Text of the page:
Regarding gamification, I’ve recently been working on how to make a game out of the regional and federal case reporter system. I was hoping that if I made a game out of the historical grouping of states within the reporter system and the organization of the Federal Circuit Courts of Appeals, my students learn something while also having fun. Additionally, I think the whole system of reporters will make more sense if my students have to interact with a physical representation of the organization, instead of only encountering the reporters as citation requirements without a more geographically centered understanding.

This approach was inspired by what I learned while gaming as a kid: like how kids who grew up playing Risk know where Kamchatka is, and those who played Axis and Allies know the strategic importance of Gibraltar. While I think I’ve got a version of my reporter game that might be ready to test, I’m going to change my planned approach to playtesting and not be a player in the early playtests. This way I can see how others will take what I’ve designed and interpret it. After these recent experiences, I expect that to happen in ways vastly different than anything I could even imagine.

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Off the Library Map

by Paul Gatz

Every library should have a good map. A map offers a perspective that you cannot otherwise gain. From above, you can see the whole library spread out before you, enabling you to take it all in with one glance – the locations of different collections and call number runs, service points, computer labs, study rooms, and even seating options.


Odd angles do not make a space any less logical.

For the library user, a great deal of information can be conveyed in such a map – not just information about how the library is set up, but information about how knowledge is structured. State and federal materials have their own distinct areas, as do monographs and journals. If your map is supplemented with a breakdown of the major KF classifications, the user can become familiar with the major subject areas of law.

Of course, the map is an abstract representation, obscuring just as much as it reveals. After all, a knowledge of the KF schedules does not equal a knowledge of the law, just as a perusal of the library map does not equal a full appreciation of the library. Plainly, one cannot fully understand the structure of the library space when looking at a representation that omits one entire dimension of that space.

An accurate representation of the space of the library is no incidental thing. Borrowing from the early Wittgenstein when he notes that “[t]he facts in logical space are the world,” we might posit that “documents in logical space are a library.” Space is pure possibility and potentiality. A logical space is one constrained by rule-bound necessities. That logic dictates how you can move within that space – what you can do, say, or know. This idea of logical space is similar to the concept of “affordance.”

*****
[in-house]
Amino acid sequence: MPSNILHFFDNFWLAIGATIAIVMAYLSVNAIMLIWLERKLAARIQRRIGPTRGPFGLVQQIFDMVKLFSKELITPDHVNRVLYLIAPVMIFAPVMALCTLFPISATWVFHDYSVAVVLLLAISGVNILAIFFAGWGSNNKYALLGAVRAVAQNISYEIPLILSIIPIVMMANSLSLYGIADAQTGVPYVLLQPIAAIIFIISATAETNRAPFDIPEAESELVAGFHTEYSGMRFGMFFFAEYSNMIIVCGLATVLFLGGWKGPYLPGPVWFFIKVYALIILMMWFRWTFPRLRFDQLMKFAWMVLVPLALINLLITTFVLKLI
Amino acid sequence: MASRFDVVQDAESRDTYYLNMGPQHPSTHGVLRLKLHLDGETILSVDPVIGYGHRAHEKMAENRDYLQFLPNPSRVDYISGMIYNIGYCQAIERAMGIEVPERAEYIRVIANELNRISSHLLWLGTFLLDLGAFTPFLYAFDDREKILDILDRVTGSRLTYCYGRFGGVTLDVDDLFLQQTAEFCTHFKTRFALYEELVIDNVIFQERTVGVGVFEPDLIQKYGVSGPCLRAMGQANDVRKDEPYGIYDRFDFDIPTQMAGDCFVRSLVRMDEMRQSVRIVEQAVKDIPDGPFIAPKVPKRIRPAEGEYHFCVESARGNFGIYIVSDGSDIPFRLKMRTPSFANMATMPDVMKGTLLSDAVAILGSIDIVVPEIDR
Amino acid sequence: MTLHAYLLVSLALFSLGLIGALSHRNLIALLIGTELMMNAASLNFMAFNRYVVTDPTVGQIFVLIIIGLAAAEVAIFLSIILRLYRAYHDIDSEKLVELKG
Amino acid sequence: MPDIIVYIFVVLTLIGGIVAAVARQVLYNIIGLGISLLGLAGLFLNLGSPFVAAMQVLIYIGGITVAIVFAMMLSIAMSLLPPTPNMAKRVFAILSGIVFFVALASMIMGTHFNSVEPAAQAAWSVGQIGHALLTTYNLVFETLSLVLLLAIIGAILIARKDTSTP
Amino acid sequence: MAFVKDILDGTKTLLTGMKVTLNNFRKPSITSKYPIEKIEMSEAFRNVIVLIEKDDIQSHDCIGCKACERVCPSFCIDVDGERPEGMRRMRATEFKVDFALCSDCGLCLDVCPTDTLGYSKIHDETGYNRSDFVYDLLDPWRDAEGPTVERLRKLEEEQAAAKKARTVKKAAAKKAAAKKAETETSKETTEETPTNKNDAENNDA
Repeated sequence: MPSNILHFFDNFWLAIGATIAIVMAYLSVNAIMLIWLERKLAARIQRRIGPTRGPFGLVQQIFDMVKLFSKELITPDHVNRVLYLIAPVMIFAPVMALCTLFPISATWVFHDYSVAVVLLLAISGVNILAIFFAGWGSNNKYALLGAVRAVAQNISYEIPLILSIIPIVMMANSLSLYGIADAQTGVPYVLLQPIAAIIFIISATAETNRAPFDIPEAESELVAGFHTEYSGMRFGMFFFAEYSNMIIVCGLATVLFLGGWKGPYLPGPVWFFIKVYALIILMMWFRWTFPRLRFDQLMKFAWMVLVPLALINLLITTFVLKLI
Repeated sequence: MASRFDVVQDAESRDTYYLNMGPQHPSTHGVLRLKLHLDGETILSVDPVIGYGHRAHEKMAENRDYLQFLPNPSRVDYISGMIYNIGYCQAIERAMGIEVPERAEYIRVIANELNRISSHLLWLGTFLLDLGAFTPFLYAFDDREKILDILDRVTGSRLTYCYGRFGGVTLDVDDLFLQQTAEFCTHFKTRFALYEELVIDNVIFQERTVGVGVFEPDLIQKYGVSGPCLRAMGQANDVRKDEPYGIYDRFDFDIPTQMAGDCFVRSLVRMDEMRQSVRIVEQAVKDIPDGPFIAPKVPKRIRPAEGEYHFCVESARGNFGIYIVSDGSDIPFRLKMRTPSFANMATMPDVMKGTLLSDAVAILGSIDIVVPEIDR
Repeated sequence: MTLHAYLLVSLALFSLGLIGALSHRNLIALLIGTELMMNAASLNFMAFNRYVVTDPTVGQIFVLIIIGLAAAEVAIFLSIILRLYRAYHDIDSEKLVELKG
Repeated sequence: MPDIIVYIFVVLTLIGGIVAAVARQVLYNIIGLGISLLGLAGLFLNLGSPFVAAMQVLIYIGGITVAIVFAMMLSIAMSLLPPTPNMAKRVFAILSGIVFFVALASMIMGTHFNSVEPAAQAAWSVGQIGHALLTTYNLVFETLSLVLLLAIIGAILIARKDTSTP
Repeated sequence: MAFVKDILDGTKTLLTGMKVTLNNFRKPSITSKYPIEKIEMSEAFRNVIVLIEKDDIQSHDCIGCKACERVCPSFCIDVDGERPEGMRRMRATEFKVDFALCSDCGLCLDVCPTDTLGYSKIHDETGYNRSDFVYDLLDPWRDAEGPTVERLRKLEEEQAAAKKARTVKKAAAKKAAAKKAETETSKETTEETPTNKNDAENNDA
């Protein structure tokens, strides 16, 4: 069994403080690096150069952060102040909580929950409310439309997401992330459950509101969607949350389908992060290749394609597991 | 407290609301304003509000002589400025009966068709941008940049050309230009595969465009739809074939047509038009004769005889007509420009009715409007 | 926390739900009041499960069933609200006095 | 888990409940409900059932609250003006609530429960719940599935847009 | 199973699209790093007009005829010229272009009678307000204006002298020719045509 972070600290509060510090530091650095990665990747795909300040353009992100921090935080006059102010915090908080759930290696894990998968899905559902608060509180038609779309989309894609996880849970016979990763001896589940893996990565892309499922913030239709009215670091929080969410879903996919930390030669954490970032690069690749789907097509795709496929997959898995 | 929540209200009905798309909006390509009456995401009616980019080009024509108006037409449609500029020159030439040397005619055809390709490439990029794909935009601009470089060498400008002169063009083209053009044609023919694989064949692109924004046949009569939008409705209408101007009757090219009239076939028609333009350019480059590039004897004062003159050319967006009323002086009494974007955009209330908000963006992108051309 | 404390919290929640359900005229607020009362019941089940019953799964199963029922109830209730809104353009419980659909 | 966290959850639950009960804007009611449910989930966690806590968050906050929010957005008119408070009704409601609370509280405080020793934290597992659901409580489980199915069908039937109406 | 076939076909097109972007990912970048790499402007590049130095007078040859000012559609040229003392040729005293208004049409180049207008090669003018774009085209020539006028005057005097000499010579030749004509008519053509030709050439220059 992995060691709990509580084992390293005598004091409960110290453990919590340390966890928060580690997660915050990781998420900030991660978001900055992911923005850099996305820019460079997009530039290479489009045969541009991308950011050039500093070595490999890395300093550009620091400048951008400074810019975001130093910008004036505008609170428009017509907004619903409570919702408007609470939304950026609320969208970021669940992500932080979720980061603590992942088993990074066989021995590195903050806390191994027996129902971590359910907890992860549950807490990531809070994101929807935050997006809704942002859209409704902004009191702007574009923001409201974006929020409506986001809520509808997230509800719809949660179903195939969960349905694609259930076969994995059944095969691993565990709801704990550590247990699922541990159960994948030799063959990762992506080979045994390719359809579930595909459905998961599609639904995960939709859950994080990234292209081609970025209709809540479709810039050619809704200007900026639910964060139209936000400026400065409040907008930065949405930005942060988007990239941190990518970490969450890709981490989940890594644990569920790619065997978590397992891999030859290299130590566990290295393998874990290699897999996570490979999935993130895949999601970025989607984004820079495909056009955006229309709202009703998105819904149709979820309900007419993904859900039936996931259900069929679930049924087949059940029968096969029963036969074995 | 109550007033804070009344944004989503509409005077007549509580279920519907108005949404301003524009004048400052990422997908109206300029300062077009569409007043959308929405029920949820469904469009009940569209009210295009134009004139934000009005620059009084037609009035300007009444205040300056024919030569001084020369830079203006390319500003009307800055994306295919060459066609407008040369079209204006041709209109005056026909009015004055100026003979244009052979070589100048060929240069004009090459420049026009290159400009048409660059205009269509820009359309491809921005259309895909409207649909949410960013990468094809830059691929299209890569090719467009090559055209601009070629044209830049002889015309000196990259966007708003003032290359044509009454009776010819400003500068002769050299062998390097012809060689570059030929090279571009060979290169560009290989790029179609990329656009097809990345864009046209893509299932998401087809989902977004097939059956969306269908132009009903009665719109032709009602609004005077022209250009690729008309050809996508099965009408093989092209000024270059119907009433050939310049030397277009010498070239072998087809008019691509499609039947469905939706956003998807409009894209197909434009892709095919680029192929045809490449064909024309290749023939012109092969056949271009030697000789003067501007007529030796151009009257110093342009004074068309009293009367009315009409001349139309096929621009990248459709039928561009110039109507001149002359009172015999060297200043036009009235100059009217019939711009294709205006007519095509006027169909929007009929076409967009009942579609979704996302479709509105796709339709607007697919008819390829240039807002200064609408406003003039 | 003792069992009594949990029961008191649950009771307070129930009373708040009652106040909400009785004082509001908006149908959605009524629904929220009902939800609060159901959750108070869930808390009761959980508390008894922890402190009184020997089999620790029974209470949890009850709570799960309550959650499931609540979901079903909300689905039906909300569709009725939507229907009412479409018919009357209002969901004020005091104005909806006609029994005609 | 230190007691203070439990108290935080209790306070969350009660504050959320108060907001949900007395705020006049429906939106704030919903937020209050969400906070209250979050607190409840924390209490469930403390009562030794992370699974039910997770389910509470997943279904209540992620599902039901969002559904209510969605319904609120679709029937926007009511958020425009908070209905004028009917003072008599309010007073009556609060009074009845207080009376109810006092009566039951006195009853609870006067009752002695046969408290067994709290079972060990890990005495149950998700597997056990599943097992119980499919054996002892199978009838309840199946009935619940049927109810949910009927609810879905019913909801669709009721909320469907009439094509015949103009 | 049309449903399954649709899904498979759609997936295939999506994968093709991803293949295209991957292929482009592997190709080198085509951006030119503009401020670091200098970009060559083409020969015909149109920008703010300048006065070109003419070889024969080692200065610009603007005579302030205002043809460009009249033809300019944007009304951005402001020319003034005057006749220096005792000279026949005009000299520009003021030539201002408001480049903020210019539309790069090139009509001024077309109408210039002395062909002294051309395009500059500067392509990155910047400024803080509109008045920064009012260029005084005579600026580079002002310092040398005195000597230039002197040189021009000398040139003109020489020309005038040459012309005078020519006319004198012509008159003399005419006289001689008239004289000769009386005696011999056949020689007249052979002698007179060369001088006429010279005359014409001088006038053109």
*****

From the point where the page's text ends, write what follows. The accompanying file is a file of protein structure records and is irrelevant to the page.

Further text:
As librarians, one of our key duties is to design the logical space in which our users interact with information to create knowledge. This is not limited to the physical space of our building, our shelves, and our seating. It also includes the spaces we create online, as well as what could be called the service space that encompasses the range of interactions that are possible between users, on the one hand, and librarians and other library staff, on the other.

A library map can serve not only as a tool to aid library users in their navigation of the library, but also can be used by librarians to understand and evaluate the affordances provided to the user by the physical space of the library. Likewise, librarians may find it helpful to “map” the other, non-physical spaces of the library in order to better understand and improve the structure of those spaces – to define what the library user can do within them and how. Our libraries do not exist in just two or three dimensions, and our library maps should not be so limited either.

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RIPS Reviews Poster Session Proposals

As you’re probably all aware, the call for posters at the Annual Meeting in Austin recently opened up. The submissions are due by Friday, April 14. We hope to see lots of RIPS members sharing ideas about the awesome programs and services they’re offering at their law libraries. Poster sessions are great way to share and connect with other AALL members.

The RIPS Program Committee is here to help you as your draft your proposal. We can help with the language of your proposal and help you sort out your ideas. If you’d like feedback on your proposal, please send your blurb to Alyson Drake at alyson.drake@ttu.edu by noon PST on Friday, March 31st.

The Committee will read all proposals and submit feedback to the proposers by noon on Friday, April 7th. If you have an idea, but don’t want to do a poster alone, let us know; we can try to connect you with other RIPS members who are doing similar projects.

Alyson Drake
RIPS Vice-Chair
Chair, RIPS Program Committee